This blog is written by employees of Nottinghamshire County Council, the views in this blog are personal and may not be shared by the County Council.

Wednesday, 27 January 2016

Windblown damage

Today we were out clearing up a tree which had been damaged in the wind.

After high winds are forecast we survey the park and make a note of trees that have come down.

We prioritise the trees on pathways, near desire lines and near any buildings.

The one in the photo was over a desire line used by people who walk their dogs, so we acted swiftly and got it down with the use of a chainsaw and a winch.

We made the area safe after felling and cleared any wood off the desire line.

Some trees are left as standing deadwood if they are away from pathways as they are a good habitat for beetles and in turn will provide food for birds around the park.

Monday, 25 January 2016

Tree of the Week

Blue Atlas Cedar -Cedrus atlantica

From the Atlas Mountains of Algeria and Morocco, this tree is narrow at first, becoming wider with age. Branches are ascending with fairly short blue-green or dark green needles. The bark tends to be dark grey in colour.
  • An easy way to identify the tree is to look for the short blue-green needles and upright barrel shaped cones (smaller to that of the Cedar of Lebanon) which take around two years to mature. 

Monday, 18 January 2016

Tree of the Week

Cedar of Lebanon -Cedrus libani

The Cedar is both evergreen and coniferous, native to Lebanon, it was brought over to the UK in the 1740's onwards as an ornamental tree in stately homes and mansions. Known for it's unique shape, it's broadly rounded with a shelf like flat top, growing up to 35m tall. The bark is greyish-dark brown developing scaly ridges on older trees.

  • An easy way to identify the tree is to look for the long, erect, barrel shaped cones (7-10cm) and dark green needle like leaves.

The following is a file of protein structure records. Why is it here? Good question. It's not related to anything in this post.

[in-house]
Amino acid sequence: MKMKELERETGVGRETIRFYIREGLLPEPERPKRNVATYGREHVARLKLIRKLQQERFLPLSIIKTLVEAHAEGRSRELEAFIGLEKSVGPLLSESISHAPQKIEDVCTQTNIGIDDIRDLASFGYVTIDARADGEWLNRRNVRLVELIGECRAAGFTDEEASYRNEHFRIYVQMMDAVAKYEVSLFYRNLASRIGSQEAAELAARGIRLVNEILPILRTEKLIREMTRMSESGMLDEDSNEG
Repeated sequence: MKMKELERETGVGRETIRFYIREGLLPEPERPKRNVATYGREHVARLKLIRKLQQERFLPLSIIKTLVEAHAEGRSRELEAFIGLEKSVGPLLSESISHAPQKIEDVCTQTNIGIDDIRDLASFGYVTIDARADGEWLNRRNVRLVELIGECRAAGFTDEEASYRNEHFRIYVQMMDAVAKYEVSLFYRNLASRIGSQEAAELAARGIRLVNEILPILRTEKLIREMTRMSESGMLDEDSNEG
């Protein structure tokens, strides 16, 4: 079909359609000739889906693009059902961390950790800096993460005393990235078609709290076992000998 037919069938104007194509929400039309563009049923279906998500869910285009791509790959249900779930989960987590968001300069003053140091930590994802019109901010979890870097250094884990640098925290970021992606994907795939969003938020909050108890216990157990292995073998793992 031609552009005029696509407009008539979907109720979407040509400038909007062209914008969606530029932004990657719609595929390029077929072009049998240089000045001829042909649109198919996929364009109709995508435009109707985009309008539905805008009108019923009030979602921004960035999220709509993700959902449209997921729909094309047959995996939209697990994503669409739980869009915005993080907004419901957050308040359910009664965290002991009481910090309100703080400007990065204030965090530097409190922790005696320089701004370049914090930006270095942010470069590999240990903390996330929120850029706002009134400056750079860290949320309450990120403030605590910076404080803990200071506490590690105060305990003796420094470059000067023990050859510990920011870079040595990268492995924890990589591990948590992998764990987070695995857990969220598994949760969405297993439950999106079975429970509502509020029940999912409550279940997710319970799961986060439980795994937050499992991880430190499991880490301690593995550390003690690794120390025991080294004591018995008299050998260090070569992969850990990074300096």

• Look out for 'Charlie' another Cedar of Lebonan (we have three on site) and discover the story behind it's name.

Wednesday, 13 January 2016

Barn Owl footage

Below is a snippet of footage from our Rufford Barn Owls of last year.

Monday, 11 January 2016

Tree of the Week

HOLLY -Ilex aquifolium

Holly is mostly seen in gardens and often used for hedges, but it can also form a substantial tree (up to 20m tall). The leaves tend to be spikey, glossy and dark green in colour, towards the base of the tree (to protect itself from wildlife grazing) and smother, less spikey towards the top of the tree. Holly bark tends to be smooth and grey, forming small pimples, often becoming silvery grey in older trees.

  • An easy way to identify this tree is to look for the red berries, popular with Mistle Thrush and Holly Blue butterfly.

Monday, 4 January 2016

Tree Of The Week

YEW -Taxus baccata

The Yew tree is one of the world's longest lived trees, with some more than 2,000 years old. Crowns in young trees tend to be coned-shaped, becoming columnar, then domed. Yews are evergreen trees which means they keep their leaves during the winter, making them green all year round. All parts of the tree, except the aril, are poisonous to humans and livestock.

  • An easy way to identify the yew is to look out for the red aril, 1cm long with a black seed. The bark tends to be scaly and red-brown and purplish in colour.

Sunday, 3 January 2016

Highlight of 2015, twit twoooooo..........

Finally we can share some amazing news from 2015.
Remember this old post??? Click here!
The Janitors built an Owl box to specification made from materials we had laying around.

And we are delighted to inform you that 3 happy healthy chicks fledged from it last year!!!!

Video to follow.

Friday, 1 January 2016